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08/12/2019

What About the Drug Shortage Problem? (August 12th)

This past Friday, August 9th, STAT published my essay titled, "Presidential Candidates Aren't Talking About the Drug Shortage.  They Should Be."   

For all the discussion/effort this Congress concerning drug policy reform, moreover regarding excessive pricing there is none about worsening drug shortages (generally an under pricing problem)  - and the related quality problem in the generic drug manufacturing sector.  On the latter, see my July 17th interview with Katherine Eban concerning her recent, Bottle of Lies.  Nor are any of the presidential candidates, at least to date, discussing.  

The essay is at: https://www.statnews.com/2019/08/09/drug-shortages-presidential-candidates-policy/.

 

08/08/2019

Three Upcoming Podcasts In August and September

On Wednesday, August 28th, I'll speak with Philip Alston, UN Special Rapporteur on Extreme Poverty and Human Rights (and NYU Law School Professor) concerning his recently released report titled, "Climate Change and Poverty."  The summary of the report begins with, "Climate change will have a devastating consequences for people in poverty.  Even under the best case scenario, hundreds of millions will face food insecurity, forced migration, disease and death." Alston's report is at: https://chrgj.org/wp-content/uploads/2019/06/UNSR-Poverty-Climate-Change-A_HRC_41_39.pdf. Listeners may recall my summary of his May 2018 “Report of the Special Rapporteur On Extreme Poverty and Human Rights on His Mission to the United States," it is at: https://thehealthcareblog.com/blog/2018/08/22/the-uns-extreme-poverty-report-further-evidence-us-healthcare-is-divorced-from-reality/.

In late August I'll also speak with Dr. Lewis Cohen, Professor of Psychiatry at the University of Massachusetts-Baystate School of Medicine regarding his just published book, A Dignified Ending, Taking Control Over How We Die.

In early September I'll speak with Michael Chernew, Leonard D. Schaeffer Professor of Health Care Policy and Director, Healthcare Markets and Regulation Lab, at the Harvard Medical School, concerning the administration's efforts to make hospital cost data more transparent.  

 

07/25/2019

Dr. Georges Benjamin Discusses the Climate Crisis and APHA's Center for Climate and Health (July 24th)

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The news is grim.  Our planet has just experienced its hottest June in recorded history and likely the hottest July.  This year will likely join ten others since 2000 as the warmest ever recorded.  Several studies just published in Nature and Nature Geoscience have concluded there has never been a period over the past 2,000 years when temperatures have changed as fast and extensive as in recent decades.  To make matters worse, the climate crisis substantially explains the fact our planet is currently experiencing its 6th mass extinction – 4 of the previous 5 were also caused by high atmospheric CO2 concentrations, the worst of these extinguished 90% of all planetary life.  Despite the increasingly dire evidence, the federal leaders continue to do nothing.  The White House and the Republican Party not only refuse to admit reality but argue Americans have no fundamental right to a climate system capable of sustaining human life.  Congressional House Democrats refuse to move any meaningful legislation - even if that means simply putting Republicans on record for opposing maintaining life on earth and the health care industry, in sum, is neither working to reduce its own carbon emissions nor lobbying for requisite federal policy reforms.  Listeners may be aware this is my 8th climate crisis-related interview since last October.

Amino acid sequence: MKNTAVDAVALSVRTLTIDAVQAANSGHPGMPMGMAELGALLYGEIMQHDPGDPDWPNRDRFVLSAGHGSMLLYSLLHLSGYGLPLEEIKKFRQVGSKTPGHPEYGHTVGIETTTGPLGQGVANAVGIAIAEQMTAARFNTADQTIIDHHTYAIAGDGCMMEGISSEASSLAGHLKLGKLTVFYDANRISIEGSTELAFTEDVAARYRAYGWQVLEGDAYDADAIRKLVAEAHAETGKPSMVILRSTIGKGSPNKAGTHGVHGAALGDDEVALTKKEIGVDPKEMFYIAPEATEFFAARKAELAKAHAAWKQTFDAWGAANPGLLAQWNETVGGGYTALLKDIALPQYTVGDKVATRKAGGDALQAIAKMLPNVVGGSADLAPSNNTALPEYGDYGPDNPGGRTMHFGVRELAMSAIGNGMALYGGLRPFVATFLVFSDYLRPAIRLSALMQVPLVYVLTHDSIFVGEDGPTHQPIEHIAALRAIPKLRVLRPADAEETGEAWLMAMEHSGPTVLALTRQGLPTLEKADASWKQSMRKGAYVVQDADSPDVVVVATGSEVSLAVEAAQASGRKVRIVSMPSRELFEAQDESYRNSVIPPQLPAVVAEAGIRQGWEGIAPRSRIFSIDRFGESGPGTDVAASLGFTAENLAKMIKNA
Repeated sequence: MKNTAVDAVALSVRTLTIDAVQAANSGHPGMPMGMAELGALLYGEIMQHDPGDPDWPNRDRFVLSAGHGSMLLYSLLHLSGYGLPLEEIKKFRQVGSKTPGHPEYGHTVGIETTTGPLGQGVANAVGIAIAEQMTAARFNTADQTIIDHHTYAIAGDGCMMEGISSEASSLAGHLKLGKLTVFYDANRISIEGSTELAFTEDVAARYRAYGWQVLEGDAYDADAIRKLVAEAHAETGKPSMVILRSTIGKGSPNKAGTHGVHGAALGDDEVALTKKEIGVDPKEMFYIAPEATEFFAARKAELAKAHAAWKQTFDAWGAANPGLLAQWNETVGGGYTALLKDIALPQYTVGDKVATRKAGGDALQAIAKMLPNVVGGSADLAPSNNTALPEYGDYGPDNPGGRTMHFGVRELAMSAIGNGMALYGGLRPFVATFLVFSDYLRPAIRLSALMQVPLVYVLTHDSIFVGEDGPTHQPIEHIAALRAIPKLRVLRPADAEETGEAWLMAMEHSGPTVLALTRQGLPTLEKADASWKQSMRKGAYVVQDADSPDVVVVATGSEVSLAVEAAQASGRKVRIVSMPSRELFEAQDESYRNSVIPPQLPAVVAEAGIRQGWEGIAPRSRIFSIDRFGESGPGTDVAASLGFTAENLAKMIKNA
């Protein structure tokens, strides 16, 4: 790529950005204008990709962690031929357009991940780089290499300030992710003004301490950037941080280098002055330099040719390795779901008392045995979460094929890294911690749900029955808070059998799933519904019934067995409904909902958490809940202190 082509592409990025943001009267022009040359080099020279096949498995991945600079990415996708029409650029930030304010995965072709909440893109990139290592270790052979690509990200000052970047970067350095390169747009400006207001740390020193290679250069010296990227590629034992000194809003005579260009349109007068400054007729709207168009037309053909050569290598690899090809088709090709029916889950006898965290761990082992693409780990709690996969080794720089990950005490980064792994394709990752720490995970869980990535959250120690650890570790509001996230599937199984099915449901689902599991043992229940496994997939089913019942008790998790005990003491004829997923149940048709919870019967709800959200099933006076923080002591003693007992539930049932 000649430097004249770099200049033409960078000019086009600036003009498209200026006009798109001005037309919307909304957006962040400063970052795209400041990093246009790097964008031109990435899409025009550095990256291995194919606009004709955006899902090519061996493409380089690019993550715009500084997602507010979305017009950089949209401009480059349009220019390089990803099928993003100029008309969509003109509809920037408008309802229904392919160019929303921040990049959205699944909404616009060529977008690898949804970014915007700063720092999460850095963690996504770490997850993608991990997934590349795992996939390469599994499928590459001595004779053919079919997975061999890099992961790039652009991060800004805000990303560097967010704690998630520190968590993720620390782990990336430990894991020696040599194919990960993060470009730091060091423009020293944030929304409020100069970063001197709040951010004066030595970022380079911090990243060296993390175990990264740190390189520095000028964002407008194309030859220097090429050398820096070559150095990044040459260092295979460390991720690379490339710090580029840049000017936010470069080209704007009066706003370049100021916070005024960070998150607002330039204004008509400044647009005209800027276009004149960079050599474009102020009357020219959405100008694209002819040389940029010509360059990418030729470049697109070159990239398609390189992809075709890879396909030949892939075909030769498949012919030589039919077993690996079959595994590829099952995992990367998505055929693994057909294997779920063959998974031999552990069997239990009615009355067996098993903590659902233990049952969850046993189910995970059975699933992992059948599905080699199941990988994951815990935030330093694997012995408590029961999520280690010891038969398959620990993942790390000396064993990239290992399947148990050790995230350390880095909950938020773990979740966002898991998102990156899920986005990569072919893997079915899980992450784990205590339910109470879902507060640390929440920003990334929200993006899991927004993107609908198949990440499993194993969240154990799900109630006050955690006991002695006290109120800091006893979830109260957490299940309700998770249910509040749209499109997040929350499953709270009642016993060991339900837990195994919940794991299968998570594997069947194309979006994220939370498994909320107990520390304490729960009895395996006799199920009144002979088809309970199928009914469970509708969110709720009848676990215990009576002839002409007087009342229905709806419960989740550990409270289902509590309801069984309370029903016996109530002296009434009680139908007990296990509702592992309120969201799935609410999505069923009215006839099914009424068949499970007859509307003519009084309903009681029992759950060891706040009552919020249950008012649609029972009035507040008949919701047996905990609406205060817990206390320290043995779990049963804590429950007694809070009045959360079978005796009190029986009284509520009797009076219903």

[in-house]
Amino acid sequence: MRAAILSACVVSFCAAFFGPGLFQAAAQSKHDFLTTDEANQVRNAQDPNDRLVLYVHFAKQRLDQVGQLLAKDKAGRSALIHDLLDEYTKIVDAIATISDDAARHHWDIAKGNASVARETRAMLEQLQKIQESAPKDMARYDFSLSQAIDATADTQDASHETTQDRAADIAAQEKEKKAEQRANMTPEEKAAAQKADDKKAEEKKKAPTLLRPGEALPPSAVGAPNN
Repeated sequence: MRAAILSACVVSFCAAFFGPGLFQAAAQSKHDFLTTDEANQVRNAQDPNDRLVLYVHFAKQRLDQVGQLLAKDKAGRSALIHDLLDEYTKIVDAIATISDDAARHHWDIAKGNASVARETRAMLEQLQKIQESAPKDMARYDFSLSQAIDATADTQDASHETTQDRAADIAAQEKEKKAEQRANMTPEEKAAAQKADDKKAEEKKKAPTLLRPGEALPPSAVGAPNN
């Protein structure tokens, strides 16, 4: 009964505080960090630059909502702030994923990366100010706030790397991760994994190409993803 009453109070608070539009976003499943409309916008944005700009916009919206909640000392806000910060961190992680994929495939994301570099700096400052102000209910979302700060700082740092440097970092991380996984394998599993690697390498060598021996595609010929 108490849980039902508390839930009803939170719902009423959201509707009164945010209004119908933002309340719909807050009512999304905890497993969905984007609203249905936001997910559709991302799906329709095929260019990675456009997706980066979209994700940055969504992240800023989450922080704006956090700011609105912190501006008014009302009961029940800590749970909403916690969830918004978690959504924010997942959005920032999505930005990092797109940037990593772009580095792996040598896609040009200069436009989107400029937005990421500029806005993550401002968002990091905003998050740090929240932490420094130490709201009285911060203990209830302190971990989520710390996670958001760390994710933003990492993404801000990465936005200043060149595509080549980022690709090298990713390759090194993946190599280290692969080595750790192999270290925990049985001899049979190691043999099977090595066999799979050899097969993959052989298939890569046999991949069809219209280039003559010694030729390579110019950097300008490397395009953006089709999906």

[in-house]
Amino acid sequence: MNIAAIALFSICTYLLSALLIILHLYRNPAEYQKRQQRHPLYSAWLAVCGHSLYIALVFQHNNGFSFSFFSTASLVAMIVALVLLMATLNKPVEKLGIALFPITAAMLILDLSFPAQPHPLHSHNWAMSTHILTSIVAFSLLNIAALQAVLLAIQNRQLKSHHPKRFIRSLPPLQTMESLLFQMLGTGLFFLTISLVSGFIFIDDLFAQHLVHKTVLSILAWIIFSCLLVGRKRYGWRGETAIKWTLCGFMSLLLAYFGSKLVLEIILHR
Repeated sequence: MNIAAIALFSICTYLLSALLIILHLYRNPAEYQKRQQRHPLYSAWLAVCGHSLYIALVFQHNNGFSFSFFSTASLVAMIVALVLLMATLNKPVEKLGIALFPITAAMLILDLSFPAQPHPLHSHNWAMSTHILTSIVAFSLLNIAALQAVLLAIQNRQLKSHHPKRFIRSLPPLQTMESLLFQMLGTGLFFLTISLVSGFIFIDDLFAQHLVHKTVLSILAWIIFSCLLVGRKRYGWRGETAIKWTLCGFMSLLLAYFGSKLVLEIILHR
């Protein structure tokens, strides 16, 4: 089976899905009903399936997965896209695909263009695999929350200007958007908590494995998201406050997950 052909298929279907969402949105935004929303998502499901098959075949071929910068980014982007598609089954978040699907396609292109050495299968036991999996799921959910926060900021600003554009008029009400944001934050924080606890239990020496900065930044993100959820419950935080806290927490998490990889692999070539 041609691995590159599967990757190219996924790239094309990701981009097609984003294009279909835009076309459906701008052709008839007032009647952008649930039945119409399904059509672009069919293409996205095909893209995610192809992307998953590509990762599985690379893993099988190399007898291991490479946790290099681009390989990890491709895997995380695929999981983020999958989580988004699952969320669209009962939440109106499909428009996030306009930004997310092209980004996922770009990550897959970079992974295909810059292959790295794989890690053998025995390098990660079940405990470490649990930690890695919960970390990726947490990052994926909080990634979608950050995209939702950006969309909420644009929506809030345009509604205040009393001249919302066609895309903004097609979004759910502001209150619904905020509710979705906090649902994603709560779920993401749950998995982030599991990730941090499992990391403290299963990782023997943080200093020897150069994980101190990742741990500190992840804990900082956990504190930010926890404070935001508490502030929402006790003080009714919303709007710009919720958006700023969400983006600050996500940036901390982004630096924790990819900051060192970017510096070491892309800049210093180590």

During this 29 minute conversation Dr. Benjamin assesses the current stay of play relative to federal action concerning the climate crisis, he discusses the challenges the climate crises poses relative to achieving health equity and moreover the work of APHA's Center for Climate, Health and Equity (and how individuals can become involved in the APHA's climate crisis work). 

Dr. Georges Benjamin has served as Executive Director of the American Public Health Association since 2002.  He also serves as publisher of APHA's nonprofit's monthly publication, The Nation's Health, the association's official newspaper, and the American Journal of Public Health. Previously, Dr. Benjamin served as Secretary and Deputy Secretary of the Maryland DownloadDepartment of Health.  Dr. Benjamin began his medical career in 1981 in Washington State where he served as Chief of the Acute Illness Clinic at the Madigan Army Medical Center.  He subsequently moved to Washington, D.C. to serve as Chief of Emergency Medicine at the Walter Reed Army Medical Center.  After leaving the Army, Dr. Benjamin chaired the Department of Community Health and Ambulatory Care at the District of Columbia General Hospital, was promoted to Acting Commissioner for Public Health for the District of Columbia and later served as Interim Director of the Emergency Ambulance Bureau of the District of Columbia Fire Department.  He is the author of more than 100 scientific articles and book chapters.  His most recent book is, The Quest for Health Reform: A Satirical History is an exposé of the nearly 100-year quest to ensure quality affordable health coverage for all through the use of political cartoons.  Dr. Benjamin is a member of the National Academy of Medicine of the National Academies of Science, Engineering and Medicine and also serves on the boards for several organizations including Research!America and the Reagan-Udall Foundation.  In April 2016, President Obama appointed Dr. Benjamin to the National Infrastructure Advisory Council.  Dr. Benjamin is a graduate of the Illinois Institute of Technology and the University of Illinois College of Medicine.  He is board-certified in internal medicine and a Fellow of the American College of Physicians, a Fellow of the National Academy of Public Administration, a Fellow Emeritus of the American College of Emergency Physicians and an Honorary Fellow of the Royal Society of Public Health.